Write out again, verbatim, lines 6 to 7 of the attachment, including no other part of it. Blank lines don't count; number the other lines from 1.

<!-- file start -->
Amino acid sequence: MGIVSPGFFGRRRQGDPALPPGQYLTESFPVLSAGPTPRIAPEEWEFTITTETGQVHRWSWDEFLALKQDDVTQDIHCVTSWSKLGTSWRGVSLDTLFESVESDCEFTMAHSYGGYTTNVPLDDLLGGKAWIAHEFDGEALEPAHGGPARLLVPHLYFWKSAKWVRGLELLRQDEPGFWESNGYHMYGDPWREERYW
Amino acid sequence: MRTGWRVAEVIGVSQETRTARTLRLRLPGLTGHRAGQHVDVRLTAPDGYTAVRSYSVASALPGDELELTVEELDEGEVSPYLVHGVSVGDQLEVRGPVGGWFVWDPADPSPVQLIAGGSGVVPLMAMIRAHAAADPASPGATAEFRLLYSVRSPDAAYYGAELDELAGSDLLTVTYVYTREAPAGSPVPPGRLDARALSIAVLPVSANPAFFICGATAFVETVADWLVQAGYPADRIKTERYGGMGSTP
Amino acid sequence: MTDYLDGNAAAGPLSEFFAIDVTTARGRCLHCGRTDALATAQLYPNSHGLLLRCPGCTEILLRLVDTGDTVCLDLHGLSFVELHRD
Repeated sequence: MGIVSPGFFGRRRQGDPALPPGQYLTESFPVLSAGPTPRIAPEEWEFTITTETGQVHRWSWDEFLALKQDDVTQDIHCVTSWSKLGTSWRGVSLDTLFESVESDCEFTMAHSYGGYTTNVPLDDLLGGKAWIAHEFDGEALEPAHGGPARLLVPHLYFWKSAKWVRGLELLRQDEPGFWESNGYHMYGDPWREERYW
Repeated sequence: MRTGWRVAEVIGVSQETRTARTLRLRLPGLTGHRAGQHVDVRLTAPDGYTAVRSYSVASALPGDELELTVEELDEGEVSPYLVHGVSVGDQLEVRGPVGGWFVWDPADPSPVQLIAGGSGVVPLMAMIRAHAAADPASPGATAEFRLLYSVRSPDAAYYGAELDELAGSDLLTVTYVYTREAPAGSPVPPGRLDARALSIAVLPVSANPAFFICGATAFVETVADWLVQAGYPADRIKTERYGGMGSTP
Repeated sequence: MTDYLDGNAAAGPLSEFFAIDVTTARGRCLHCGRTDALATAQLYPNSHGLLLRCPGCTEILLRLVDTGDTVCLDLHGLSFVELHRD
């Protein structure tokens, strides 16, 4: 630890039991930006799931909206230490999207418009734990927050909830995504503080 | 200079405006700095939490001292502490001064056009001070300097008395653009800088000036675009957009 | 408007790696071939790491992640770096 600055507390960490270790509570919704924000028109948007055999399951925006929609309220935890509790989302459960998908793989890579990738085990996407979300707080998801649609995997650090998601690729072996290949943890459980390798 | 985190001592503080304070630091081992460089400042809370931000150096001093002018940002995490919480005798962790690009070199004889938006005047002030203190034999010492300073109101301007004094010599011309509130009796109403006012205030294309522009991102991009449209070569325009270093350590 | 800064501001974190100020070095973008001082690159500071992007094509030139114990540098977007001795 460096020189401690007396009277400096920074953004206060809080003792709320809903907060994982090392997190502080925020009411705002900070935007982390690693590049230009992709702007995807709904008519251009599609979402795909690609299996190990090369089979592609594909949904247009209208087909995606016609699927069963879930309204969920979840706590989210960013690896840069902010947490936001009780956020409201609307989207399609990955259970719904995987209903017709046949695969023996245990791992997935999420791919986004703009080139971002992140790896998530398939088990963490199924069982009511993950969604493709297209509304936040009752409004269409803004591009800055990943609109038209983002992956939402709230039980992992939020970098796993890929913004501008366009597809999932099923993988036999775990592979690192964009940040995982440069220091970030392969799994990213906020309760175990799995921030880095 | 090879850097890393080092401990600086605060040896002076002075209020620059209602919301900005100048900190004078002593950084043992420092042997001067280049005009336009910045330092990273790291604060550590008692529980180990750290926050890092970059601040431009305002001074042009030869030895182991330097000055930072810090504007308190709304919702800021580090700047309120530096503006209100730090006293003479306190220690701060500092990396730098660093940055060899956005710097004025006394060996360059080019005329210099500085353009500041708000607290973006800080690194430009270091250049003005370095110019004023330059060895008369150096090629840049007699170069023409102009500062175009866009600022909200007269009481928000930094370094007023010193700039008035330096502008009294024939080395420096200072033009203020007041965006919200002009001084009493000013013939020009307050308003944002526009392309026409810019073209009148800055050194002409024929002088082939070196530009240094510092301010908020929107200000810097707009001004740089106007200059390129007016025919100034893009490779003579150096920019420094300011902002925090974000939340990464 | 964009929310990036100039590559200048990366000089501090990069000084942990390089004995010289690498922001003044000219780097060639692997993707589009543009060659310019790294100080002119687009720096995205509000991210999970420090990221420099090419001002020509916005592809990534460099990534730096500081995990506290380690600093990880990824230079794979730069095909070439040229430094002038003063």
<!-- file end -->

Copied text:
Repeated sequence: MTDYLDGNAAAGPLSEFFAIDVTTARGRCLHCGRTDALATAQLYPNSHGLLLRCPGCTEILLRLVDTGDTVCLDLHGLSFVELHRD
């Protein structure tokens, strides 16, 4: 630890039991930006799931909206230490999207418009734990927050909830995504503080 | 200079405006700095939490001292502490001064056009001070300097008395653009800088000036675009957009 | 408007790696071939790491992640770096 600055507390960490270790509570919704924000028109948007055999399951925006929609309220935890509790989302459960998908793989890579990738085990996407979300707080998801649609995997650090998601690729072996290949943890459980390798 | 985190001592503080304070630091081992460089400042809370931000150096001093002018940002995490919480005798962790690009070199004889938006005047002030203190034999010492300073109101301007004094010599011309509130009796109403006012205030294309522009991102991009449209070569325009270093350590 | 800064501001974190100020070095973008001082690159500071992007094509030139114990540098977007001795 460096020189401690007396009277400096920074953004206060809080003792709320809903907060994982090392997190502080925020009411705002900070935007982390690693590049230009992709702007995807709904008519251009599609979402795909690609299996190990090369089979592609594909949904247009209208087909995606016609699927069963879930309204969920979840706590989210960013690896840069902010947490936001009780956020409201609307989207399609990955259970719904995987209903017709046949695969023996245990791992997935999420791919986004703009080139971002992140790896998530398939088990963490199924069982009511993950969604493709297209509304936040009752409004269409803004591009800055990943609109038209983002992956939402709230039980992992939020970098796993890929913004501008366009597809999932099923993988036999775990592979690192964009940040995982440069220091970030392969799994990213906020309760175990799995921030880095 | 090879850097890393080092401990600086605060040896002076002075209020620059209602919301900005100048900190004078002593950084043992420092042997001067280049005009336009910045330092990273790291604060550590008692529980180990750290926050890092970059601040431009305002001074042009030869030895182991330097000055930072810090504007308190709304919702800021580090700047309120530096503006209100730090006293003479306190220690701060500092990396730098660093940055060899956005710097004025006394060996360059080019005329210099500085353009500041708000607290973006800080690194430009270091250049003005370095110019004023330059060895008369150096090629840049007699170069023409102009500062175009866009600022909200007269009481928000930094370094007023010193700039008035330096502008009294024939080395420096200072033009203020007041965006919200002009001084009493000013013939020009307050308003944002526009392309026409810019073209009148800055050194002409024929002088082939070196530009240094510092301010908020929107200000810097707009001004740089106007200059390129007016025919100034893009490779003579150096920019420094300011902002925090974000939340990464 | 964009929310990036100039590559200048990366000089501090990069000084942990390089004995010289690498922001003044000219780097060639692997993707589009543009060659310019790294100080002119687009720096995205509000991210999970420090990221420099090419001002020509916005592809990534460099990534730096500081995990506290380690600093990880990824230079794979730069095909070439040229430094002038003063």